by Rabbi James Prosnit
Memorial Service Yom Kippur 2015/5776
You may have read Oliver Sacks’ last essay, published posthumously, in last week’s New Yorker. It was an ode to gefilte fish.
“Our gefilte fish was basically carp, to which pike, whitefish and sometimes perch or mullet would be added,” he wrote of his mother’s recipe. “The fish had to be skinned, boned, and fed into a grinder – we had a massive metal grinder attached to the kitchen table, and my mother would sometimes let me turn the handle. She would then mix the ground fish with raw eggs, matzo meal and pepper and sugar.”
His second to last essay was a powerful ode to Shabbat. “And now, weak, short of breath, my once-firm muscles melted away by cancer, ….I find my thoughts drifting to the Sabbath, the day of rest, the seventh day of the week, and perhaps the seventh day of one’s life as well, when one can feel that one’s work is done, and one may, in good conscience, rest.”
Sacks, the noted neurologist and author of books like Awakenings and the Man who Mistook his Wife for a Hat died a few weeks ago at the age of 83. He lived his life as a secular Jew pushed away from his religion in no small part because of what he said was its capacity for bigotry and hatred. In an earlier piece for the Times he recounts how when his mother learned of his homosexuality her words were,“You are an abomination. I wish you had never been born.”
But still his final essays brought forth a loving image of his mother taking off from her duties as a surgeon at a British hospital early on Friday afternoon to devote her time to preparing gefilte fish and other Sabbath dishes.
He writes “But now, in what are (barring a miracle) my last weeks of life – so queasy that I am averse to almost every food, with difficulty swallowing anything except liquids or jelly like solids –I have rediscovered the joys of gefilte fish.” Of course Murray’s on Broadway, Russ and Daughter’s, Zabar’s and Barney Greengrass – he says, although good, don’t quite compare to my mother’s.
We see in his those final writings a yearning to come full circle, to make peace with a tradition with family and with one’s own identity. Oliver Sack returns to some touch stones of sacredness and meaning…and what a blessing that seems to be.
That may not be unique among those who are in a position to recognize that their final days are nearing. I know how some of your loved ones reached out in special ways towards the end – slipping in one last time some oft repeated words of wisdom, almost an ethical will of life lessons to be distributed among the heirs. Others who saw death approach spoke of their family members, past and present – offering tidbits of lore for future generations to hang on to. And some may have shared for the first time a war story or a particular burden that had previously been kept locked inside.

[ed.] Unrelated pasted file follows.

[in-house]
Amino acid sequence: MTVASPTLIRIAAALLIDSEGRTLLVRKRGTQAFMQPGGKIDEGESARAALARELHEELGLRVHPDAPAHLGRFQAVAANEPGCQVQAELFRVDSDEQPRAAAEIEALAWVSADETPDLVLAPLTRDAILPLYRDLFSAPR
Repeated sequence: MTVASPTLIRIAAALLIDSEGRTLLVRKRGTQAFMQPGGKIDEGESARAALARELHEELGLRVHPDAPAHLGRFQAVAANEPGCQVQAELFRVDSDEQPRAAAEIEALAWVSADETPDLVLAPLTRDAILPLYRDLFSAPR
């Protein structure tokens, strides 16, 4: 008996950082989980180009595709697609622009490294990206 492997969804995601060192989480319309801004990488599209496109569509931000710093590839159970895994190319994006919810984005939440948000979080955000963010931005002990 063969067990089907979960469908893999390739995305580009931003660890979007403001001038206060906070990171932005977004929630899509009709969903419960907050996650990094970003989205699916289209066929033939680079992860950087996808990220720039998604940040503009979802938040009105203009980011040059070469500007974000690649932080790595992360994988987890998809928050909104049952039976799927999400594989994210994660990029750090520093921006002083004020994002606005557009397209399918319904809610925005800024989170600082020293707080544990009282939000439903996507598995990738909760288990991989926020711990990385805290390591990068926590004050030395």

But I also know that others of you did not receive that death bed gift. Some people are unable to talk about their dying and over the years I have come to understand that that is their prerogative. For others death was shockingly sudden with no time to engage in retrospection or expressions of love. And for many these days the, complexities of aging sneaked up, lingered and stole the essence of life a long time before the person died. I especially hope that these moments of Yizkor, of remembrance can help you re-construct the touchstones of sacredness and meaning.\
Earlier this year, some of you may remember that we as a congregation had a one Temple One Book read of Atul Gawande’s best seller Being Mortal. Lots of people read it and lots of people came to discuss it along with several B’nai Israel physicians. It is far from a spiritual book, but in no small way, Gawande makes us think about our lives – and how for many folks the priority may not just be to live longer. His indictment, however, is that our medical system too often is not set up that way. He writes, “The simple view is that medicine exists to fight death and disease, and that is of course, its most basic task. But the enemy has superior forces. Eventually, it wins. And in a war that you cannot win, you don’t want a general who fights to the point of total annihilation. You don’t want Custer. You want Robert E. Lee, someone who knows how to fight for territory that can be won and how to surrender when it can’t be.”
In a sense that is what this day of Yom Kippur and this hour of Yizkor is all about. We have acknowledged throughout the day that we do want to fight for the quality of our lives. We do want ot live fully and righteously and we so want to get back on track when we have missed the mark. But Yizkor also forces us to acknowledge that eventually the enemy has superior forces.
We are mortal – and that’s okay; because it encourages us to make every day count; to do some good while we can, to express love and appreciation to those we encounter and to bequeath some very special memories so that our nearest and dearest can carry us forward till they do die. As we do at this hour for those who came before us and who we remember so clearly at this sacred time of day.
Oliver Sacks writes in one of his final essays — “I feel the future is in good hands. I rejoice when I meet gifted young people — even the one who biopsied and diagnosed my metastases.. “I cannot pretend I am without fear. But my predominant feeling is one of gratitude. I have loved and been loved; I have read and traveled and thought and written. I have been given much and I have given something in return” And he quotes Kierkegaard: “Life must be lived forward but can only be understood backwards.”
May his life—may the lives of those we remember this evening be for a blessing.
Gawande, Atul, Being Mortal Metropolitan Books, New York, p.187